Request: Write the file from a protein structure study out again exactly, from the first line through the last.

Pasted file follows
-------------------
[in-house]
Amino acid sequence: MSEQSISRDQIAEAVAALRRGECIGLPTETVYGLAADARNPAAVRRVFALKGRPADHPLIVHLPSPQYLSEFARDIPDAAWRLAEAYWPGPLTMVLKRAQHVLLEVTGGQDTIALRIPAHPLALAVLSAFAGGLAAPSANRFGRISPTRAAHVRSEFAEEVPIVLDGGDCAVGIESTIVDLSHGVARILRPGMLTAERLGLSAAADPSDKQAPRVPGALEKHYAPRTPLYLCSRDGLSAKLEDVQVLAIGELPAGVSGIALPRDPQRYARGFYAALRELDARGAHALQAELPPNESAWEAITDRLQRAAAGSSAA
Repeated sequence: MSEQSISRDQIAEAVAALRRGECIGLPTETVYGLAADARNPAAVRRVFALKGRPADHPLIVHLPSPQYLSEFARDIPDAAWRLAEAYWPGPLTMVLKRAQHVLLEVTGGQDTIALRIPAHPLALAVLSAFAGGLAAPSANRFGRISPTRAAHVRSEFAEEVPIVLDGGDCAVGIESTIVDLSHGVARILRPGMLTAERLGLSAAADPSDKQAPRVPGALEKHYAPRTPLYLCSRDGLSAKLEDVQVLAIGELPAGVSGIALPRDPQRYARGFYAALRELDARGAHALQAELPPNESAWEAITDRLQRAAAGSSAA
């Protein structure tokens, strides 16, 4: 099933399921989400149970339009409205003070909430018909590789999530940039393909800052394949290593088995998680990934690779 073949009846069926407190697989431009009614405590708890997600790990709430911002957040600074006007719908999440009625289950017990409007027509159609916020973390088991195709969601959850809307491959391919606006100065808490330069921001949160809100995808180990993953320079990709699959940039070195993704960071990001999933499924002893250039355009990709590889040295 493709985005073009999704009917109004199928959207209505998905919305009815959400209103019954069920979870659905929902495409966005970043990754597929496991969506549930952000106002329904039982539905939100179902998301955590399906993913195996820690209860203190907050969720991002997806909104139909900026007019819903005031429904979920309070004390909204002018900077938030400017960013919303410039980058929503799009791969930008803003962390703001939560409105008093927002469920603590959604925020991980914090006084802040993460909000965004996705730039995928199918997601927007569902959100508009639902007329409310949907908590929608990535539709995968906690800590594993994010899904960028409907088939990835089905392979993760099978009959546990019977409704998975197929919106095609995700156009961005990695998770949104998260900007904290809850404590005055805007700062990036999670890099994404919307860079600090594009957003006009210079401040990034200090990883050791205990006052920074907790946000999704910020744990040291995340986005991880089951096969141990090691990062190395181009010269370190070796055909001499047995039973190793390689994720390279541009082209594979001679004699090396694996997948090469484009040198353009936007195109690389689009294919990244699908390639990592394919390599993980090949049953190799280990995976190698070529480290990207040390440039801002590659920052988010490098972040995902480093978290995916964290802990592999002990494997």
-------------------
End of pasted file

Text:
[in-house]
Amino acid sequence: MSEQSISRDQIAEAVAALRRGECIGLPTETVYGLAADARNPAAVRRVFALKGRPADHPLIVHLPSPQYLSEFARDIPDAAWRLAEAYWPGPLTMVLKRAQHVLLEVTGGQDTIALRIPAHPLALAVLSAFAGGLAAPSANRFGRISPTRAAHVRSEFAEEVPIVLDGGDCAVGIESTIVDLSHGVARILRPGMLTAERLGLSAAADPSDKQAPRVPGALEKHYAPRTPLYLCSRDGLSAKLEDVQVLAIGELPAGVSGIALPRDPQRYARGFYAALRELDARGAHALQAELPPNESAWEAITDRLQRAAAGSSAA
Repeated sequence: MSEQSISRDQIAEAVAALRRGECIGLPTETVYGLAADARNPAAVRRVFALKGRPADHPLIVHLPSPQYLSEFARDIPDAAWRLAEAYWPGPLTMVLKRAQHVLLEVTGGQDTIALRIPAHPLALAVLSAFAGGLAAPSANRFGRISPTRAAHVRSEFAEEVPIVLDGGDCAVGIESTIVDLSHGVARILRPGMLTAERLGLSAAADPSDKQAPRVPGALEKHYAPRTPLYLCSRDGLSAKLEDVQVLAIGELPAGVSGIALPRDPQRYARGFYAALRELDARGAHALQAELPPNESAWEAITDRLQRAAAGSSAA
């Protein structure tokens, strides 16, 4: 099933399921989400149970339009409205003070909430018909590789999530940039393909800052394949290593088995998680990934690779 073949009846069926407190697989431009009614405590708890997600790990709430911002957040600074006007719908999440009625289950017990409007027509159609916020973390088991195709969601959850809307491959391919606006100065808490330069921001949160809100995808180990993953320079990709699959940039070195993704960071990001999933499924002893250039355009990709590889040295 493709985005073009999704009917109004199928959207209505998905919305009815959400209103019954069920979870659905929902495409966005970043990754597929496991969506549930952000106002329904039982539905939100179902998301955590399906993913195996820690209860203190907050969720991002997806909104139909900026007019819903005031429904979920309070004390909204002018900077938030400017960013919303410039980058929503799009791969930008803003962390703001939560409105008093927002469920603590959604925020991980914090006084802040993460909000965004996705730039995928199918997601927007569902959100508009639902007329409310949907908590929608990535539709995968906690800590594993994010899904960028409907088939990835089905392979993760099978009959546990019977409704998975197929919106095609995700156009961005990695998770949104998260900007904290809850404590005055805007700062990036999670890099994404919307860079600090594009957003006009210079401040990034200090990883050791205990006052920074907790946000999704910020744990040291995340986005991880089951096969141990090691990062190395181009010269370190070796055909001499047995039973190793390689994720390279541009082209594979001679004699090396694996997948090469484009040198353009936007195109690389689009294919990244699908390639990592394919390599993980090949049953190799280990995976190698070529480290990207040390440039801002590659920052988010490098972040995902480093978290995916964290802990592999002990494997």